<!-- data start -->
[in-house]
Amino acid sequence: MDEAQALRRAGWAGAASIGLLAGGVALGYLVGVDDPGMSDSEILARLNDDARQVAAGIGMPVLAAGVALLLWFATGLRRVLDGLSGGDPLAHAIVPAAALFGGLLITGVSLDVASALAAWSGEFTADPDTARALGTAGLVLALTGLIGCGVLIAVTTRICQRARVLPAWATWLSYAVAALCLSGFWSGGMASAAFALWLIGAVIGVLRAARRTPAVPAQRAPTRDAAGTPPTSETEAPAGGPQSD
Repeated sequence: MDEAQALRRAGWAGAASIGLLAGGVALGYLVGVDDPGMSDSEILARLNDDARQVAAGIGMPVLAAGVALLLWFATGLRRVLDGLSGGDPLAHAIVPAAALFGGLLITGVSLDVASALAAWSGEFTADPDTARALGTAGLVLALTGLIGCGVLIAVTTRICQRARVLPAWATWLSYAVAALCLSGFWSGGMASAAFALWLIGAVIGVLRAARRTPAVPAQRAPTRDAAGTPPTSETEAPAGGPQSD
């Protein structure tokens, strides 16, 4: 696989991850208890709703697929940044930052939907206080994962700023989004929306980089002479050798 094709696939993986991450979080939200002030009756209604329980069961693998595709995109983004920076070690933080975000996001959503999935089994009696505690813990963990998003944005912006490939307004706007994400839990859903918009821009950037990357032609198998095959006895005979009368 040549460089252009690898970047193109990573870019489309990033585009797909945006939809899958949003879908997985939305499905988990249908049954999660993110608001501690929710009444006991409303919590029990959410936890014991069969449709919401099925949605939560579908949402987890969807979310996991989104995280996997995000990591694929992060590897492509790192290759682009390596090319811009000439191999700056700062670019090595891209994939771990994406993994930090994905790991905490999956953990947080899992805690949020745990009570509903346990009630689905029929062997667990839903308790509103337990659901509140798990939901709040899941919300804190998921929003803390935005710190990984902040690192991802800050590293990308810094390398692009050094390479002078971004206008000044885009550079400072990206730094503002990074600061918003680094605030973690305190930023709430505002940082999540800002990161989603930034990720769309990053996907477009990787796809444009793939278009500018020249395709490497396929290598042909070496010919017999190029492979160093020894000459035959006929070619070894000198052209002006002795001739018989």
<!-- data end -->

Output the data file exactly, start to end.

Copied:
[in-house]
Amino acid sequence: MDEAQALRRAGWAGAASIGLLAGGVALGYLVGVDDPGMSDSEILARLNDDARQVAAGIGMPVLAAGVALLLWFATGLRRVLDGLSGGDPLAHAIVPAAALFGGLLITGVSLDVASALAAWSGEFTADPDTARALGTAGLVLALTGLIGCGVLIAVTTRICQRARVLPAWATWLSYAVAALCLSGFWSGGMASAAFALWLIGAVIGVLRAARRTPAVPAQRAPTRDAAGTPPTSETEAPAGGPQSD
Repeated sequence: MDEAQALRRAGWAGAASIGLLAGGVALGYLVGVDDPGMSDSEILARLNDDARQVAAGIGMPVLAAGVALLLWFATGLRRVLDGLSGGDPLAHAIVPAAALFGGLLITGVSLDVASALAAWSGEFTADPDTARALGTAGLVLALTGLIGCGVLIAVTTRICQRARVLPAWATWLSYAVAALCLSGFWSGGMASAAFALWLIGAVIGVLRAARRTPAVPAQRAPTRDAAGTPPTSETEAPAGGPQSD
């Protein structure tokens, strides 16, 4: 696989991850208890709703697929940044930052939907206080994962700023989004929306980089002479050798 094709696939993986991450979080939200002030009756209604329980069961693998595709995109983004920076070690933080975000996001959503999935089994009696505690813990963990998003944005912006490939307004706007994400839990859903918009821009950037990357032609198998095959006895005979009368 040549460089252009690898970047193109990573870019489309990033585009797909945006939809899958949003879908997985939305499905988990249908049954999660993110608001501690929710009444006991409303919590029990959410936890014991069969449709919401099925949605939560579908949402987890969807979310996991989104995280996997995000990591694929992060590897492509790192290759682009390596090319811009000439191999700056700062670019090595891209994939771990994406993994930090994905790991905490999956953990947080899992805690949020745990009570509903346990009630689905029929062997667990839903308790509103337990659901509140798990939901709040899941919300804190998921929003803390935005710190990984902040690192991802800050590293990308810094390398692009050094390479002078971004206008000044885009550079400072990206730094503002990074600061918003680094605030973690305190930023709430505002940082999540800002990161989603930034990720769309990053996907477009990787796809444009793939278009500018020249395709490497396929290598042909070496010919017999190029492979160093020894000459035959006929070619070894000198052209002006002795001739018989």